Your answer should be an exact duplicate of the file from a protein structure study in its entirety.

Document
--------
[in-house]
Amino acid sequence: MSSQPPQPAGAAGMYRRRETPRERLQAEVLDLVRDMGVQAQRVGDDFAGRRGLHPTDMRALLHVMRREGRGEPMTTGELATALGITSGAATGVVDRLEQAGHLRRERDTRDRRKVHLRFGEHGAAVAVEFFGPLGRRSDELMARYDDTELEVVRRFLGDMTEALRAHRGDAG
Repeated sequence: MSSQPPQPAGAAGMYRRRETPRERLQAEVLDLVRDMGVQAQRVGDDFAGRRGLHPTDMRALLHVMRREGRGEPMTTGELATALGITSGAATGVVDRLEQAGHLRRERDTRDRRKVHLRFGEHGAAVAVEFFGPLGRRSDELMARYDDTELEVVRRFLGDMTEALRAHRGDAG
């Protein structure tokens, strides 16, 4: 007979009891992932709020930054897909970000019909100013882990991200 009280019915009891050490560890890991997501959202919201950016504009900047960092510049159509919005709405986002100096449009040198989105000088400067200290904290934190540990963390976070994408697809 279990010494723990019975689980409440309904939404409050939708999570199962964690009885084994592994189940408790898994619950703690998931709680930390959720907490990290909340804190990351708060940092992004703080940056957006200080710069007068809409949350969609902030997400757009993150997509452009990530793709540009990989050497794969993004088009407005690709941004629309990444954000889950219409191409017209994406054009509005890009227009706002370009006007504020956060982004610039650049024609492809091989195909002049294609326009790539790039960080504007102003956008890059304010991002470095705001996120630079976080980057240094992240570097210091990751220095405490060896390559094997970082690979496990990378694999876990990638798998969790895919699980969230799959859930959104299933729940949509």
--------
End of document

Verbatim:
[in-house]
Amino acid sequence: MSSQPPQPAGAAGMYRRRETPRERLQAEVLDLVRDMGVQAQRVGDDFAGRRGLHPTDMRALLHVMRREGRGEPMTTGELATALGITSGAATGVVDRLEQAGHLRRERDTRDRRKVHLRFGEHGAAVAVEFFGPLGRRSDELMARYDDTELEVVRRFLGDMTEALRAHRGDAG
Repeated sequence: MSSQPPQPAGAAGMYRRRETPRERLQAEVLDLVRDMGVQAQRVGDDFAGRRGLHPTDMRALLHVMRREGRGEPMTTGELATALGITSGAATGVVDRLEQAGHLRRERDTRDRRKVHLRFGEHGAAVAVEFFGPLGRRSDELMARYDDTELEVVRRFLGDMTEALRAHRGDAG
């Protein structure tokens, strides 16, 4: 007979009891992932709020930054897909970000019909100013882990991200 009280019915009891050490560890890991997501959202919201950016504009900047960092510049159509919005709405986002100096449009040198989105000088400067200290904290934190540990963390976070994408697809 279990010494723990019975689980409440309904939404409050939708999570199962964690009885084994592994189940408790898994619950703690998931709680930390959720907490990290909340804190990351708060940092992004703080940056957006200080710069007068809409949350969609902030997400757009993150997509452009990530793709540009990989050497794969993004088009407005690709941004629309990444954000889950219409191409017209994406054009509005890009227009706002370009006007504020956060982004610039650049024609492809091989195909002049294609326009790539790039960080504007102003956008890059304010991002470095705001996120630079976080980057240094992240570097210091990751220095405490060896390559094997970082690979496990990378694999876990990638798998969790895919699980969230799959859930959104299933729940949509």